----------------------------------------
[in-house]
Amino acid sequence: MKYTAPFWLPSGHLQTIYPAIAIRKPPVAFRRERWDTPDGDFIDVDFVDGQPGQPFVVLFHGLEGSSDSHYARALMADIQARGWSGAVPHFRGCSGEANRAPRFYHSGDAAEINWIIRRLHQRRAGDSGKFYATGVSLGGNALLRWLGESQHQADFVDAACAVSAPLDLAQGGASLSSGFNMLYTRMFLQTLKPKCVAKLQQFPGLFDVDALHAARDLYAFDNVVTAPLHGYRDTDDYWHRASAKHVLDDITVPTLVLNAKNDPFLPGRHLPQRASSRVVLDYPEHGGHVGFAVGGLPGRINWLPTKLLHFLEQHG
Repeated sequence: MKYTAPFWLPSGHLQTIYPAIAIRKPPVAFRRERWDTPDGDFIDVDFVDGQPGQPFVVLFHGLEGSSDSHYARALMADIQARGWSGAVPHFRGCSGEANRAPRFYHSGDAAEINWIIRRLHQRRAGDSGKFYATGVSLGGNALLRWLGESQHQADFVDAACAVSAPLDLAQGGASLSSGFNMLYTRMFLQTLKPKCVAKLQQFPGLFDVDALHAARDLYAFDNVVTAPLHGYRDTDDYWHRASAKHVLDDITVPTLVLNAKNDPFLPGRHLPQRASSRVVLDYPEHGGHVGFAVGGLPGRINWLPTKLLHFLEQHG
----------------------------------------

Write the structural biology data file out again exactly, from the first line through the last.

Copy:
[in-house]
Amino acid sequence: MKYTAPFWLPSGHLQTIYPAIAIRKPPVAFRRERWDTPDGDFIDVDFVDGQPGQPFVVLFHGLEGSSDSHYARALMADIQARGWSGAVPHFRGCSGEANRAPRFYHSGDAAEINWIIRRLHQRRAGDSGKFYATGVSLGGNALLRWLGESQHQADFVDAACAVSAPLDLAQGGASLSSGFNMLYTRMFLQTLKPKCVAKLQQFPGLFDVDALHAARDLYAFDNVVTAPLHGYRDTDDYWHRASAKHVLDDITVPTLVLNAKNDPFLPGRHLPQRASSRVVLDYPEHGGHVGFAVGGLPGRINWLPTKLLHFLEQHG
Repeated sequence: MKYTAPFWLPSGHLQTIYPAIAIRKPPVAFRRERWDTPDGDFIDVDFVDGQPGQPFVVLFHGLEGSSDSHYARALMADIQARGWSGAVPHFRGCSGEANRAPRFYHSGDAAEINWIIRRLHQRRAGDSGKFYATGVSLGGNALLRWLGESQHQADFVDAACAVSAPLDLAQGGASLSSGFNMLYTRMFLQTLKPKCVAKLQQFPGLFDVDALHAARDLYAFDNVVTAPLHGYRDTDDYWHRASAKHVLDDITVPTLVLNAKNDPFLPGRHLPQRASSRVVLDYPEHGGHVGFAVGGLPGRINWLPTKLLHFLEQHG